If you are getting a divorce and there is a child under 18 involved, you may be looking for a family visitation attorney in Florida that can help you secure a parenting plan with designated time-sharing. But who can you trust, and where do you begin this process?

Thankfully, many qualified attorneys in Florida are experts in our state’s evolving laws surrounding time-sharing policies. They work daily to settle visitation disputes between parents, whether married or not, and they are not intimidated by contentious cases requiring extensive court time.

The following is not legal advice but merely information that will give you an idea of the path ahead of you. It’s a long road, but you can make it.

If you want to find a quality lawyer, ask the most trusted people in your life. Chances are that a friend or business associate has recently gone through a custody dispute or knows someone who has and can make recommendations.

Meeting with your attorney is a necessary business appointment, and it’s in your best interest to take it seriously.

At your first meeting, be ready to take notes. Bring a list of questions you may have, and prepare the facts of your story concisely, on a single page or two, so that the lawyer will know the names of the adults and children in the dispute, the facts of the separation, and anything else that might be pertinent to your case.

Inquire about payment before you arrive. Many attorneys expect an immediate payment, and some may require a $5000-$7000 retainer. Don’t get caught unawares—ask first!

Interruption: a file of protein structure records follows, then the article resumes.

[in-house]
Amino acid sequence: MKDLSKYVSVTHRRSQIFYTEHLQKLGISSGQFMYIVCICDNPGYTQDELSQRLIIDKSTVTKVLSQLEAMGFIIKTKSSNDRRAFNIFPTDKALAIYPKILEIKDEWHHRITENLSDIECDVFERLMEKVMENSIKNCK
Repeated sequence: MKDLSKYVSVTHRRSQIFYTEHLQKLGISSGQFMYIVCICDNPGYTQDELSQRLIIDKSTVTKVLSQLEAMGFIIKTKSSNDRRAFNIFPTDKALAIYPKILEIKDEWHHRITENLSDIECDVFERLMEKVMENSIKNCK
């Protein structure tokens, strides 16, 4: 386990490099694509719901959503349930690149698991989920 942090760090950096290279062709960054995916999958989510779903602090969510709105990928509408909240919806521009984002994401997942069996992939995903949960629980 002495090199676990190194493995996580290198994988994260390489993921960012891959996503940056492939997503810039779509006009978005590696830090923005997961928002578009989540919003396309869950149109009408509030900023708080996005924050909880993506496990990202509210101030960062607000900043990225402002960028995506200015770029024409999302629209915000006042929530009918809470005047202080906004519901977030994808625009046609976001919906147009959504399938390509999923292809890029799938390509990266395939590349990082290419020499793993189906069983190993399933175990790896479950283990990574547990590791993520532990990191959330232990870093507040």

Florida Child Custody Quick Guide

Here is a quick custody guide that will help you as you begin settling a custody arrangement.

Custody Lawyer’s Role: It’s the role of your family lawyer to always act in the child’s best wishes. Additionally, your lawyer will look out for your rights as a father and fight to ensure you receive all of the time you deserve with your child.

Out-of-date Terms and Ideas: The term “custody” itself is outdated. Today, the courts in Florida use the term “time-sharing.” The assumption that a mother is the more nurturing of the two parents and thus should get preferred time with the child is also a relic of the past. Mothers used to be designated the “primary residential parent”—another antiquated term—but today, the court views parents as co-equal members in a legal agreement.

Mediation Plan: The ultimate goal of a divorce is to settle on a mediation plan that satisfies both sides. Your visitation attorneys will do their best to work with your partner’s attorneys to create a mediation plan that will benefit both sides and save costly time in front of a judge.

Common Custody Arrangements: Judges most commonly assign the custody schedules below. You might want to consider which arrangement would work in your situation:

  • Weekly exchange: If parents both work regular daytime hours, this arrangement works well as it causes the least disruption for the child.
  • Two weeks at a time: Teenagers often prefer this setup, and parents with flexible work schedules can plan their heaviest work or travel when they do not have custody responsibilities.
  • A 3/4 -4/3 schedule: This schedule splits the week in half and rotates which parent gets the extra day each week.
  • A 2/2, 5/5 schedule: This schedule gives each parent two days on, two days off, then a long five-day period of custody, followed by five days off.
  • A 2/3/2 schedule: This arrangement requires the child to change hands between parents every two or three days.

Contact Us Today

At WhitbeckBennett, we have experienced visitation attorneys who know how to handle any case with care, compassion, and convenience. We are here to guide you if you are considering a divorce and have questions about the custody of your child. Call 800-516-3964 or contact us here to speak with our team of attorneys today.